Rev. Zadock Thomson has written a letter giving an account of his experience in searching for gold in the vicinity ot Bridgewater, Vt. He says : The gold is found in the range ot talcose slate and steatite, which is known to extend throuzh the found eitg of the State, horn north io soiith. This lango passes through Bridgewater, near the middle, and the gold locality is but a short distance from the centre of the township, towards the southwest. The gold is disseminated very sparingly in veins or seams of quartz, and is associated with the sulphurets of lead, iron and copper. The strata of slate between which the quartz is interspersed dip some 55 degrees towards the east, and the seams of quartz vary much in thickness, and are somewhat irregular Gold has yet been found in only a few of these seams, and most of which has been obtained was from a single seam, in which several hands are now at work. This is from ten to twenty inches wide, and some portions of it are filled very abundantly with galena, or sulphuret of lead. At a blast made in this seam while 1 was present, more than one hundred pounds of pure galena were thrown out with the quartz, together with some sulphuret of iron, and a very few small particles of gold ; but whether gold or lead will here be found in sufficient quantities to pay for working is yet problametical."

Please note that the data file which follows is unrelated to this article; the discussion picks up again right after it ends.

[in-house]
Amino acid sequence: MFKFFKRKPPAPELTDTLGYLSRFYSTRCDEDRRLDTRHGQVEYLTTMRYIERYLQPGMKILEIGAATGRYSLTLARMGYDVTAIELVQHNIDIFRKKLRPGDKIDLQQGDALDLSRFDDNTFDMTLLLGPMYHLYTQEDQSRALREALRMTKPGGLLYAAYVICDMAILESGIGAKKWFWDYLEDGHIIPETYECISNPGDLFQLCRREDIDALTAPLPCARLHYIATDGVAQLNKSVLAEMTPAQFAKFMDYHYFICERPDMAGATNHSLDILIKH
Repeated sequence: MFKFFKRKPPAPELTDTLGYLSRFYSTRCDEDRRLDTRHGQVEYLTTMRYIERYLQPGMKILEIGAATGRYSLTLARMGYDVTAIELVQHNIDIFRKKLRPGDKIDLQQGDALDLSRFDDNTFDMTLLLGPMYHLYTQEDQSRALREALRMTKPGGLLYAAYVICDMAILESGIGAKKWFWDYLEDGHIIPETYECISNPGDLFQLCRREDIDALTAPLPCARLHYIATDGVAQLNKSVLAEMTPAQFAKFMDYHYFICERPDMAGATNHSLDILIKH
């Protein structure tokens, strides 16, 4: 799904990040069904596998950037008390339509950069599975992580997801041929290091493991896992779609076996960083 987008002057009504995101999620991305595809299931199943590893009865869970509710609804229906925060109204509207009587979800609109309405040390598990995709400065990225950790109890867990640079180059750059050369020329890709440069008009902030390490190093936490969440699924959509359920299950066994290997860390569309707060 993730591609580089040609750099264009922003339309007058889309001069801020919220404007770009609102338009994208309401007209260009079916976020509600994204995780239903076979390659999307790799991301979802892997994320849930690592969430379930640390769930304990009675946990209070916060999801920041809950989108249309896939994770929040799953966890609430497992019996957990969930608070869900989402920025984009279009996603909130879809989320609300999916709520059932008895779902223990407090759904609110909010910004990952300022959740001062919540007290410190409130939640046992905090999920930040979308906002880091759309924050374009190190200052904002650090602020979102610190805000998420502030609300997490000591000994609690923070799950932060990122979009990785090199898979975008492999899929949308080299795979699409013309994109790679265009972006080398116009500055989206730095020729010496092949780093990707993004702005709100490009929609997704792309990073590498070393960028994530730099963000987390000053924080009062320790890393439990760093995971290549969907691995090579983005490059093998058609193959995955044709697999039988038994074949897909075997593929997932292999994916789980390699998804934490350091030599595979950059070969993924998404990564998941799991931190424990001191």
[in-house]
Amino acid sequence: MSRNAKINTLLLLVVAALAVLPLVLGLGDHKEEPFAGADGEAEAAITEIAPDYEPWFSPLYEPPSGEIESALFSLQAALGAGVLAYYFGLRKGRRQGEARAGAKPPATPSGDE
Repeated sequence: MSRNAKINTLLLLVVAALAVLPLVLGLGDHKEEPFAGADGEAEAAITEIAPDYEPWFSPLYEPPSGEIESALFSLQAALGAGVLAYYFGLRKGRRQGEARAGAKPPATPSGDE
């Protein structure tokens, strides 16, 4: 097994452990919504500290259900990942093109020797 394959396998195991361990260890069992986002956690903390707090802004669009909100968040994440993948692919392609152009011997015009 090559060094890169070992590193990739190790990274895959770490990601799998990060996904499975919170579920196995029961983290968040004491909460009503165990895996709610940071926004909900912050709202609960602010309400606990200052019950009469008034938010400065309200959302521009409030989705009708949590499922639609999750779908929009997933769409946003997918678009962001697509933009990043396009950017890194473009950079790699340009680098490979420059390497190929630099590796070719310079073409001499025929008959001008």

This article was originally published with the title "Vermont Gold" in Scientific American 8, 40, 313 (June 1853)